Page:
US can avoid Japan's fate, economists say

Other News Materials 2 October 2008 09:36 (UTC +04:00)

As the world is dragged into a financial crisis ignited by the US subprime loan problem, economists are reminded of the banking crisis that hit Japan, beginning in the late 1980s, triggered by the burst of the country's real estate bubble, dpa reported.

But analysts in Japan remain optimistic about the US situation, saying that the US may not have to repeat Japan's suffering if it acts swiftly and appropriately.

The United States is passing through a similar period as Japan did 20 years ago, they said. Back then, Japan's asset-inflated economy collapsed, balance sheets turned unstable, and it became difficult for the financial system to recover without public funding.

After real estate and stock prices inflated, Japan's economic bubble began to burst in the late 1980s, and stock prices did not bottom out until 2003. Burdened with bad loans, Japanese banks withdrew from the international market.

Lessons have been learned from Japan's experiences, however, and the US government has a chance to recover before long because of some major differences.

"One key difference is that the US is reacting much, much faster," said Martin Schulz, senior economist at Fujitsu Research Institute.

Schulz said this is because the US government knows the situation can get worse and it might see a financial meltdown if it waits too long.

It took more than 10 years for Japan's financial institutions to solve the problems and for the government to acknowledge the crisis as the banking sector tried to hide its non-performing loans, leading Japan into a decade of stagnation, with an average growth of less than 1 per cent annually.

"The scale of the non-performing loans stayed undetected for a long time in Japan because the financial institutions tried to avoid taking responsibility," Toshihiko Kiuchi, senior economist of the Nomura Securities, told Deutsche Presse-Agentur dpa.

Because the Japanese banks tried to hide their non-performing loans, the problem was not detected for a long time. When the scale of the problem finally emerged, it was already very serious.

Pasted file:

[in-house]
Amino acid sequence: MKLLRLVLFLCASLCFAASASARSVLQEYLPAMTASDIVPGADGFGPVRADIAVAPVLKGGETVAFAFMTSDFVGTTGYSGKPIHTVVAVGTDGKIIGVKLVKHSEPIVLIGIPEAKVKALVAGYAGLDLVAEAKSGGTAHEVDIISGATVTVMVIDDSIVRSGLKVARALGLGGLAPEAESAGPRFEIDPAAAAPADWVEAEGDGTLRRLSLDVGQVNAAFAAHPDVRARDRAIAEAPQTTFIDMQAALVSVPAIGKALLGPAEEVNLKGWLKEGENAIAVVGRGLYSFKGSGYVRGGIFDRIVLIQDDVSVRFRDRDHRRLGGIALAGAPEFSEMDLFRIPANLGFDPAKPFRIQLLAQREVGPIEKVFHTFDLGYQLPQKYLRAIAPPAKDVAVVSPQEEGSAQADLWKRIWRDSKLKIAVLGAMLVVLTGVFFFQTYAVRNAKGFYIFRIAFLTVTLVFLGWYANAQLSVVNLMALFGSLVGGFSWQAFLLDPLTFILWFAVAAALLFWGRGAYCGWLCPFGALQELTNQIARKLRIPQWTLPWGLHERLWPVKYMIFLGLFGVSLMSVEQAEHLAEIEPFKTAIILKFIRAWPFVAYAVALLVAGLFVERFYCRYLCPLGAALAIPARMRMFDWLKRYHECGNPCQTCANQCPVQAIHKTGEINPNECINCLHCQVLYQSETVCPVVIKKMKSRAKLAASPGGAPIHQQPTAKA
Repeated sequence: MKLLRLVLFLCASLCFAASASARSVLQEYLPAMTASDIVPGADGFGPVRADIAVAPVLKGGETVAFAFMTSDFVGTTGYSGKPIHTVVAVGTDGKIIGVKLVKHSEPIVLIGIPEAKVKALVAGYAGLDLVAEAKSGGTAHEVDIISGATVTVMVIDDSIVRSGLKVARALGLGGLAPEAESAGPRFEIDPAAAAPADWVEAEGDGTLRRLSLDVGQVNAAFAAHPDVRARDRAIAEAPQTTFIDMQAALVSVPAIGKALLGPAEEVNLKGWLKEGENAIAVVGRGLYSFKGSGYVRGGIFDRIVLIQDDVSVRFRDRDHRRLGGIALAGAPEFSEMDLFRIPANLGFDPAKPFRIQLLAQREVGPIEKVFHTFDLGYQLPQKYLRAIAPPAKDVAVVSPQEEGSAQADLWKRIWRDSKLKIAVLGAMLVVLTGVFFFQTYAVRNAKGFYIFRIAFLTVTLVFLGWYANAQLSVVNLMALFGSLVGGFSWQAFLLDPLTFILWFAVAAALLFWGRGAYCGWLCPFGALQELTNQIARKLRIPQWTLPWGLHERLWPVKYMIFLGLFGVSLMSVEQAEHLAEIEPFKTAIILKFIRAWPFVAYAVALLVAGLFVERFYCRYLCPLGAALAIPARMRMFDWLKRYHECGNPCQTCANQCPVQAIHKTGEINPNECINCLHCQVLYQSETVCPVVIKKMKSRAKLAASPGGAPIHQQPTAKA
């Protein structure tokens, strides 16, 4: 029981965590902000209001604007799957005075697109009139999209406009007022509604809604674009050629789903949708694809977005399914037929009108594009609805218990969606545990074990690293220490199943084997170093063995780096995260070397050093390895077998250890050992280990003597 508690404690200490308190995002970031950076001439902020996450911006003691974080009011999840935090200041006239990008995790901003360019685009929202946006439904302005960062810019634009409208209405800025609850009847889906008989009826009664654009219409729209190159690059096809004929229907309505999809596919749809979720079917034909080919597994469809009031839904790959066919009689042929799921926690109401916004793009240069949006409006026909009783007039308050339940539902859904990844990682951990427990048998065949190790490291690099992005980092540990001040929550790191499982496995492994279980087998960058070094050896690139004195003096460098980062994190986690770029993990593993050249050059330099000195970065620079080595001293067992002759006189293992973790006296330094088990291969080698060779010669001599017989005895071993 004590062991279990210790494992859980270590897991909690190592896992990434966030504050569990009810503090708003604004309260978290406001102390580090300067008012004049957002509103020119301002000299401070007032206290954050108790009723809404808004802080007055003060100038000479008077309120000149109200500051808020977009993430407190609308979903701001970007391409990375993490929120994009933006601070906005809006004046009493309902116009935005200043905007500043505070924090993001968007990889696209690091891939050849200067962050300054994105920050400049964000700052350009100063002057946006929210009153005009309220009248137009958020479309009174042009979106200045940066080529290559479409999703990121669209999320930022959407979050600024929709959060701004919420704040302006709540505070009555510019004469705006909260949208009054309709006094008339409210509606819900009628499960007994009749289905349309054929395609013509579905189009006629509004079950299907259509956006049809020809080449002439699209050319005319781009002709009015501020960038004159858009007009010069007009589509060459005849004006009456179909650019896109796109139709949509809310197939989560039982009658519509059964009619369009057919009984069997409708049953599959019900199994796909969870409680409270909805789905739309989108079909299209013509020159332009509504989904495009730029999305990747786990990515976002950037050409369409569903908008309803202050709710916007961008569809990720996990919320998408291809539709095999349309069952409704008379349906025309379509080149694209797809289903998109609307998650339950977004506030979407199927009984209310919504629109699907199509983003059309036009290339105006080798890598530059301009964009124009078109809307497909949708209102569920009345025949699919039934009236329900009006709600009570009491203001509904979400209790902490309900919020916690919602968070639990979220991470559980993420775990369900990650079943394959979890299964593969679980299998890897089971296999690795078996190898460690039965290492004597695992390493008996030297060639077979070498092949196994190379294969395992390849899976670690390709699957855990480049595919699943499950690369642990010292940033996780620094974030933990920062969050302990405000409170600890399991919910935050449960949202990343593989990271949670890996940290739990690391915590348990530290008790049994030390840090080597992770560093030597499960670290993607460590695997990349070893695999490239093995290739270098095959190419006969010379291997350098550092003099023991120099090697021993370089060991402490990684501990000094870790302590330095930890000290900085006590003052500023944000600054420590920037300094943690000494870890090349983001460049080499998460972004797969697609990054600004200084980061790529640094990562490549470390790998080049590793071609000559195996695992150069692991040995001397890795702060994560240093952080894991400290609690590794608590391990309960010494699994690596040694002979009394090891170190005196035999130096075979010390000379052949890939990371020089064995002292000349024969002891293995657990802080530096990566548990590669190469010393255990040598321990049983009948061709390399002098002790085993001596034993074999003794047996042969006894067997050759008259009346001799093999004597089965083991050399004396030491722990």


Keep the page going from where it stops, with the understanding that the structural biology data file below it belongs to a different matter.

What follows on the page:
After the real estate bubble burst, the Japanese government finally began injecting a large amount of liquidity into the banking sector in 1998.

The sector underwent a drastic restructuring and recapitalization process. Only four banks were left after 12 big banks merged.

In the US financial crisis, the main problem was the initial drop of securities' prices, but it was easier to measure the magnitude of the problem, Kiuchi said.

As the extent of the crisis was recognized, the US government began taking action within a year since the subprime mortgage meltdown last summer.

Schulz pointed out that the US government has also been more honest than the Japanese government in explaining to its people the scale of the problem.

The US government's rescue package, however, is not comprehensive because it focuses only on buying bad assets, Schulz said.

The banking sector needs to have sufficient funds to regain optimism and become solvent so that they can go back to business, analysts said.

A clean-up of the banking system was an important part of Japan's comeback. Banks merged during a recapitalization process and grew bigger and stronger.

While foreign banks that came to rescue their failing Japanese counterparts were not welcome, this remedy would work in the United States, the world's biggest financial market, Schulz said.

Now that Japanese banks have rid themselves of bad loans, they are set to to rescue their American counterparts.

For instance, Japan's biggest lender, Mitsubishi UFJ Financial Group Inc, reached an agreement with struggling Morgan Stanley Monday to acquire a 21-per-cent stake in the second-largest US brokerage.

It would be more complicated to implement but it would be more effective to recapitalize the banking sector, Schulz said.

To stabilize the financial sector and hope that the real economy would stabilize itself would be a much smarter and less costly approach, the analyst said.

If it wants to escape from Japan-like doldrums, the US government needs to establish a complete system to inject public funds, to buy out bad loans and to take care of bank failures, Kuichi said.